Remembering Mike Penner and Christine Daniels
On Friday, Mike Penner, a sports writer for the Los Angeles Times, committed suicide at age 52. Though the Times chose to highlight Penner’s incredible sports knowledge and writing ability in remembrance, the overwhelming majority of of news coverage has focused on an entirely different aspect of Penner’s life.
In the spring of 2007, Penner stunned readers with this announcement:
Today I leave for a few weeks’ vacation, and when I return, I will come back in yet another incarnation.
I am a transsexual sportswriter. It has taken more than 40 years, a million tears and hundreds of hours of soul-wrenching therapy for me to work up the courage to type those words. I realize many readers and colleagues and friends will be shocked to read them.
That’s OK. I understand that I am not the only one in transition as I move from Mike to Christine. Everyone who knows me and my work will be transitioning as well. That will take time. And that’s all right. To borrow a piece of well-worn sports parlance, we will take it one day at a time.
Soon enough, Christine Daniels returned to her job at the Los Angeles Times and became a unique icon for the LGBT community. But all of that changed again, in October 2008, when Daniels detransitioned back to Penner.
Penner’s complex journey and shifts in gender identity and presentation make it challenging to determine how to discuss his life and legacy. Though it may be the gut instinct for feminists and LGBT activists to write about and remember only Christine Daniels, in this particular case, that may not be the correct answer. As Amanda Hess writes:
Interestingly, the decision to remember Penner as female in his obituary lies in direct opposition to a longtime cause of the LGBT movement: Ensuring that the mainstream media accurately represent the gender identity of transgender subjects. According to several professional style guidelines, writers are to use the gender identity, name, and pronouns preferred by the subject. So, if Mike goes publicly as Mike, you call him Mike; if Christine goes publicly as Christine, you call her Christine.
…Given Penner’s most recent bylines—and his attempts to erase Daniels from the public record—it’s clear that in the last year of his life, Penner wanted to be publicly identified as male. By GLAAD and AP standards, that means that a correct obit should refer to “Mike Penner” and employ male pronouns.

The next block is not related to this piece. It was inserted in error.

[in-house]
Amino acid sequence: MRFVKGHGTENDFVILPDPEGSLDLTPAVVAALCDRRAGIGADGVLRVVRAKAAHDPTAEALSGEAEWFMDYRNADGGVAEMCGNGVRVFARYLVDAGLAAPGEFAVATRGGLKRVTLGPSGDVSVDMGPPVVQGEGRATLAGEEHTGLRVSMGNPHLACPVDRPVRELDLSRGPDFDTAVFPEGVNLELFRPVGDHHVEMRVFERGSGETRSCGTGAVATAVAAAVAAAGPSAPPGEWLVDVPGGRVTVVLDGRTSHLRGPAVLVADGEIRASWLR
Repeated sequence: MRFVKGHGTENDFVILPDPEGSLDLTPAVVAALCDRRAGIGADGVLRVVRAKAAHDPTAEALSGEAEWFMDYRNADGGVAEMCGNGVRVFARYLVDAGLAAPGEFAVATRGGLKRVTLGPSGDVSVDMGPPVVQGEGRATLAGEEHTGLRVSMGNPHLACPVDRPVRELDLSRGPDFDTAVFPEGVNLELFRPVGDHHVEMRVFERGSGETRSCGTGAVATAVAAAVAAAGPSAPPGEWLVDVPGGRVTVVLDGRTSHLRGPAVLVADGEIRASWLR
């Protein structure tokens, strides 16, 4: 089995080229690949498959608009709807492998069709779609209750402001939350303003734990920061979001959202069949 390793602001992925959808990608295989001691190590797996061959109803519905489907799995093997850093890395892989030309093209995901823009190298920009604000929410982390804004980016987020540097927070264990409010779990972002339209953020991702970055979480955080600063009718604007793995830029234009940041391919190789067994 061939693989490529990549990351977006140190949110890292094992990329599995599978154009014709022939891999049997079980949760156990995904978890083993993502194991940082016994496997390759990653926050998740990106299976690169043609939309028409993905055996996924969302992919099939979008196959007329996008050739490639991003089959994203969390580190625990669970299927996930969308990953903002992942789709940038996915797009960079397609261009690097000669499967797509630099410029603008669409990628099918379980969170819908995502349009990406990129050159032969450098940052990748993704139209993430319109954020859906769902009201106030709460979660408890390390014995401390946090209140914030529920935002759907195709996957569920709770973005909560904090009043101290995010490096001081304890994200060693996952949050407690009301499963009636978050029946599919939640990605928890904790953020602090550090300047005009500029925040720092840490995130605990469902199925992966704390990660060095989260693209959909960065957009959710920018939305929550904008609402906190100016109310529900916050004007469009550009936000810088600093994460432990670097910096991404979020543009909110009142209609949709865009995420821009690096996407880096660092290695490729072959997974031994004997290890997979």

Hess makes an excellent point — it would be hypocritical for those who support transgender people to exclusively refer to Christine Daniels, as Penner openly led his life as a man from October 2008 until his death. If we are to respect the right of transgender people to decide what names and gender pronouns they choose to go by, we should also respect Penner’s right to detransition and identify for the last year of his life as a man.
But that doesn’t mean we need to ignore Christine Daniels. Though Penner may only have publicly lived as Daniels for a year, we don’t know — and we will never know — the reasons why Penner detransitioned and whether or not Penner still identified as Daniels in private. In a USA TODAY article about detransitioning, Donna Rose, a trans woman, explains:
“The thing that people have to understand is that even though Mike decided to retransition, that doesn’t mean he’s not trans. It’s not like you go all of a sudden, ‘Uh, I’m better.’ Going back doesn’t automatically clear the conundrum that causes you to get there in the first place.”
Rose reversed course on her own transition at first because her then-wife became so distraught and co-workers were insensitive. Six months later, she went through with it and ended the marriage.
The article goes on to explain that people who detransition (about 5% of people who initially identify as transgender) often do so out of a fear of losing one’s job, or in response to extreme judgment and hurtful reactions from family, friends and strangers. So the fact that Penner detransitioned does not mean that Daniels wasn’t a part of Penner’s life, or that Penner wasn’t really a woman. We know how Penner publicly presented himself at the end of his life, but because we will never know the true reasons behind his choice to identify as Mike Penner, we should not completely exclude Christine Daniels from the discourse.
Furthermore, ignoring the existence of Christine Daniels does a great disservice to the discussion of a binary gender system. It is entirely possible that Penner once genuinely identified as a woman, and then genuinely identified as a man. This fluidity of gender does not fit in our culture’s preconceived notions of the “man”/”woman” binary, and Penner’s full experience of transitioning and detransitioning could be a great key toward understanding the complexities of gender and the various ways in which human beings are capable of identifying. If we talk about Penner as someone who was always exclusively a man (or Daniels as someone who was always exclusively a woman, for that matter), we aren’t telling the whole story. And that whole story is an important argument in the case against a binary gender system.
So, in discussing this life, let us remember both Mike Penner and Christine Daniels. Let us remember how they lived separately and as one, simultaneously. Most importantly, let us not disrespect the last portion of Penner’s life by refusing to acknowledge him as Penner, but let us also not disrespect this life by pretending that Christine Daniels never existed. The conversation just isn’t complete without both sides.